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2248 D Street
La Verne, CA 91750

Mon-Thurs: 8:00am - 5:00pm
Friday: 8:00am - 4:00pm
Sat & Sun: Closed
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Understanding Diabetic Retinopathy

Diabetic retinopathy is one of the most frequent causes of loss of vision in the US and the world. Diabetic retinopathy manifests due to poorly controlled diabetes creating damage to the blood vessels within the retina. Diabetic retinopathy risk factors increase the longer someone has diabetes and the less their blood sugar is controlled.  Blood in the retina can be toxic to retinal tissue, resulting in vision loss. Most vision loss from diabetic retinopathy is due to diabetic macular edema and proliferative diabetic retinopathy. Dr. Alva has been managing and treating Diabetes in the eye for years.

Diabetic Macular Edema

The part of the retina that gives us our central vision is called the Macula. This area is nourished by blood vessels. When the blood vessels are weakened or begin to leak as a result of diabetes, fluid can develop causing swelling in the macula and in turn decreasing vision, which is called diabetic macular edema.

Proliferative Diabetic Retinopathy

More advanced stages of diabetic retinopathy occur when small blood vessels in the retina become damaged, creating poor circulation to the retina.  Inadequate blood supply to the retina can cause tissue to die, resulting in a loss of vision.  Retina tissue is a type of neurological tissue and cannot regenerate once it is lost. Growth factors can cause new blood vessels and/or scar tissue to grow within the surface of the retina due to poor circulation.  “Proliferative” retinopathy is named because at this stage of the disease abnormal blood vessels are created within the retina in place of the retina tissue. Vitreous hemorrhaging can also occur. This happens when vessels bleed into the middle of the eye, causing vision loss. Scar tissue formation can also pull on the retina, detaching it from the back of the eye, resulting in vision loss.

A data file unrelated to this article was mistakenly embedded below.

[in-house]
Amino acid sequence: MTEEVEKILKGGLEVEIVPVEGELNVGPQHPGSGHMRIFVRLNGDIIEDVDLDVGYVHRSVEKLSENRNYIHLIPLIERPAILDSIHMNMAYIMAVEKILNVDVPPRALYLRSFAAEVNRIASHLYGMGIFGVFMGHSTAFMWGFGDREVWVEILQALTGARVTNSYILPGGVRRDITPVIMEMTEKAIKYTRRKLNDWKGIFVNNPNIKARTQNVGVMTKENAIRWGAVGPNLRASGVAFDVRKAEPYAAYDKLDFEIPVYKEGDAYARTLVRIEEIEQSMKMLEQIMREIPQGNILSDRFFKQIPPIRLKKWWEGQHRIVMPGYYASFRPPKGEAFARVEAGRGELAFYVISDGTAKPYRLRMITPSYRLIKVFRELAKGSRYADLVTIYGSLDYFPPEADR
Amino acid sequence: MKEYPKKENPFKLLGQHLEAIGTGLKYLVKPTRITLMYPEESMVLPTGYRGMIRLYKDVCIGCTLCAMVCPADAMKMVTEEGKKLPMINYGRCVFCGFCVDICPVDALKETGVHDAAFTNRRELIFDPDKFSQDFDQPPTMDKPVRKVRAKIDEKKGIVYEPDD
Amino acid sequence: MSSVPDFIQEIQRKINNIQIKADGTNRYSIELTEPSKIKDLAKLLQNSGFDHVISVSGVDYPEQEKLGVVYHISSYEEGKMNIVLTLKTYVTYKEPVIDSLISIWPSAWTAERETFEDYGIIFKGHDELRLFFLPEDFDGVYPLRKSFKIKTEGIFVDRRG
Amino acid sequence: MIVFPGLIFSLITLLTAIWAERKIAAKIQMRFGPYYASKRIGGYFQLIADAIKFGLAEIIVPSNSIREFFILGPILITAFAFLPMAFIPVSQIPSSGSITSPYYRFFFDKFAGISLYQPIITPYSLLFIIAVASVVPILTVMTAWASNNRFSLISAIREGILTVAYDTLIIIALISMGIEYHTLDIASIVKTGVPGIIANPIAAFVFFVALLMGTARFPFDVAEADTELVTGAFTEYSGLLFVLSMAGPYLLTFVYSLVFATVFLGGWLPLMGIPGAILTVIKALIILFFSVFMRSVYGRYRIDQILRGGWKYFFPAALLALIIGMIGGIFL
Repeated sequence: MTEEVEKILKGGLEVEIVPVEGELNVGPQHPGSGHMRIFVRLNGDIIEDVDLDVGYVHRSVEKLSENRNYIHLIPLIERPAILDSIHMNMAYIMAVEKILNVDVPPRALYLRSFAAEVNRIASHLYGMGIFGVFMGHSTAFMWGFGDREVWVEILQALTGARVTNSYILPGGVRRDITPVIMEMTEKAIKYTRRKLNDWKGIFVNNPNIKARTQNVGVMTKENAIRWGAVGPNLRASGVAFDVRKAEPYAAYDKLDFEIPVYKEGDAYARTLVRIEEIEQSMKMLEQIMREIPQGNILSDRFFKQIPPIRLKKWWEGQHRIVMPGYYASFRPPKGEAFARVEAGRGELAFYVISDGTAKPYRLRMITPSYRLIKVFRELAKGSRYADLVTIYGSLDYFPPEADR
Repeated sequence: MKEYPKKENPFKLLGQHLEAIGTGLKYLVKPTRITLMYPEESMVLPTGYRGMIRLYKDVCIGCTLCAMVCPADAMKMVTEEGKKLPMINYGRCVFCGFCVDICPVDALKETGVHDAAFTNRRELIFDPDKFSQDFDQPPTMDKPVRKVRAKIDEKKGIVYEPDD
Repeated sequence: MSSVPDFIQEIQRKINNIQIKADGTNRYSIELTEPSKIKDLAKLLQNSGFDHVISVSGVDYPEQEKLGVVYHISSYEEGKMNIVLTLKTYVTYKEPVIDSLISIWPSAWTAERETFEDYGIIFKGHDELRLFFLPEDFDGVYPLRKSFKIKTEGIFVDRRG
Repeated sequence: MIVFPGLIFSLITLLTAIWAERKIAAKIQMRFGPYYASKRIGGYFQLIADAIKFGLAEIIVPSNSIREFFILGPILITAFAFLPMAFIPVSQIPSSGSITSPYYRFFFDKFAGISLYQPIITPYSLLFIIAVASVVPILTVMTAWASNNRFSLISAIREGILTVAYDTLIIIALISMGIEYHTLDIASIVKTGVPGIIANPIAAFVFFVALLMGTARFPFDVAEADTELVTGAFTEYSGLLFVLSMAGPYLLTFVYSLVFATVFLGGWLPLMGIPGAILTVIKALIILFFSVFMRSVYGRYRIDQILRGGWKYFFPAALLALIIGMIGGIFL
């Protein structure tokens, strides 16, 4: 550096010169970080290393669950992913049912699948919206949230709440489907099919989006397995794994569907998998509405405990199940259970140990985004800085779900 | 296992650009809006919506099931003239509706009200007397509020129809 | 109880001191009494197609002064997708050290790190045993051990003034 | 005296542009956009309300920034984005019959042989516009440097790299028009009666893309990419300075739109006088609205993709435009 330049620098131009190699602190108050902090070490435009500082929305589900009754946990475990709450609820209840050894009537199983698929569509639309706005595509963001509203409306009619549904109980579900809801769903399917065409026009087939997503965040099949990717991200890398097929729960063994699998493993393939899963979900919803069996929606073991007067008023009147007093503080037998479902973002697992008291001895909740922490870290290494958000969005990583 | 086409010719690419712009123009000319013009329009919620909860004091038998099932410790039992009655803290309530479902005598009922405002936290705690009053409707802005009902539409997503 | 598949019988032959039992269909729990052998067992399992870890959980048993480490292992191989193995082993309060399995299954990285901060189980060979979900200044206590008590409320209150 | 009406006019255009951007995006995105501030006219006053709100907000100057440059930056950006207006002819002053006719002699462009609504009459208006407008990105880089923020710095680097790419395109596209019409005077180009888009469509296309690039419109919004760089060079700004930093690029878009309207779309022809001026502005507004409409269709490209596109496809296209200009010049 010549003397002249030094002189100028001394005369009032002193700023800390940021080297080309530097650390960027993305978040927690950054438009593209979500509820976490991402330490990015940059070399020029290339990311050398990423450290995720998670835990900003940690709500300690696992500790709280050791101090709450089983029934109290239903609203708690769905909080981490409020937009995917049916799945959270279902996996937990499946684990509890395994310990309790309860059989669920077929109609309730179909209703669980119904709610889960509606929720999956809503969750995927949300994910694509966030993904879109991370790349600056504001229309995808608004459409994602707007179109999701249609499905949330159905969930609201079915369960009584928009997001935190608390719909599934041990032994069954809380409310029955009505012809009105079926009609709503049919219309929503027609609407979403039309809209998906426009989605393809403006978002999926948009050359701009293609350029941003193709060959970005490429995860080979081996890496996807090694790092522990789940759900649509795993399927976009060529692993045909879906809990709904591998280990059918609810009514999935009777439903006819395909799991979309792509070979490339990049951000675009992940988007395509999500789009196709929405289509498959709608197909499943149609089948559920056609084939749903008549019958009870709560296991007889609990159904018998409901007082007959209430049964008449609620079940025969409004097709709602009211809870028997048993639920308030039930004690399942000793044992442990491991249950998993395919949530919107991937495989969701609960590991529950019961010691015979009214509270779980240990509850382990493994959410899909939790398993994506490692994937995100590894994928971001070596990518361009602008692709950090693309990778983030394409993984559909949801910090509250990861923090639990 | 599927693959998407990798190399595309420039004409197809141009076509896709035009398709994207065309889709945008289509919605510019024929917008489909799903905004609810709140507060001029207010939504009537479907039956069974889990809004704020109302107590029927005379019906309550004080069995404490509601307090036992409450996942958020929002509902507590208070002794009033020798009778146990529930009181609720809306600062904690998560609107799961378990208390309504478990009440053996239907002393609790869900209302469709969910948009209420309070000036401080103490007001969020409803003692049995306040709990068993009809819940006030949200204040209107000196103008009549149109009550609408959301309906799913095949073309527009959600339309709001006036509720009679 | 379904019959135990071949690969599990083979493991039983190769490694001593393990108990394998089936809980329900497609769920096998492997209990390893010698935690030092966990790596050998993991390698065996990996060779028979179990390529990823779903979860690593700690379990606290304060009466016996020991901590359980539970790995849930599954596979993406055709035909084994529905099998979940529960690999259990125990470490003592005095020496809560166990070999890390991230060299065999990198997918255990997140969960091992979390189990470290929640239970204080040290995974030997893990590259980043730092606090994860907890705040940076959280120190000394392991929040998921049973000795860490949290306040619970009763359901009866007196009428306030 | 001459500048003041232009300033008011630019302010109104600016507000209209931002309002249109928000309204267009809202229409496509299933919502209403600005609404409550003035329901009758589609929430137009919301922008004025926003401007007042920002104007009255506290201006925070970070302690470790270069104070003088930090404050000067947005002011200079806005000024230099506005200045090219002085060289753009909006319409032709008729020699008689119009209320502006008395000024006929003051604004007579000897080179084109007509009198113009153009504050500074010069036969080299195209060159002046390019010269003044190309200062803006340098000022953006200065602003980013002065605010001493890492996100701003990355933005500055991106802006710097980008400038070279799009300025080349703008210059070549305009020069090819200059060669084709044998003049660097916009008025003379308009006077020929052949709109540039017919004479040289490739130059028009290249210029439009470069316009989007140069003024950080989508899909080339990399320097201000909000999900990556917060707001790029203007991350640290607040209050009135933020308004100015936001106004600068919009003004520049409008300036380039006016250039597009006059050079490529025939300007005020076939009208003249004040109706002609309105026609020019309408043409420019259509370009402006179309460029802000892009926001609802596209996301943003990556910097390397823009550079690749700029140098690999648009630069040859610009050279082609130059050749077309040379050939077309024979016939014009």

Often, people with diabetic retinopathy do not notice symptoms until long after damage has occurred.  Vision loss can very from mild vision loss to complete loss of vision.  Other symptoms include: Color loss, difficulty reading, blurred or double vision, shadow across the field of vision, spots in vision, floaters, eye pain, and eye pressure. If you are experiencing any of these symptoms, we recommend you come into our office as soon as possible for diagnostic testing. 

Diagnostic Tests

Diabetic retinopathy is best diagnosed by Eye Exams. During the visit, dilation will help obtain the best view of the retina. We utilize Fundus Photography to take images of the back of the eye to aid in detection and to document any damage that may have occurred. We also have Optical Coherence Tomography Angiography to visualize vasculature within the eye. This information of the retina will allow Dr. Alva and Dr. Guido to accurately detect blood vessels that have been damaged.

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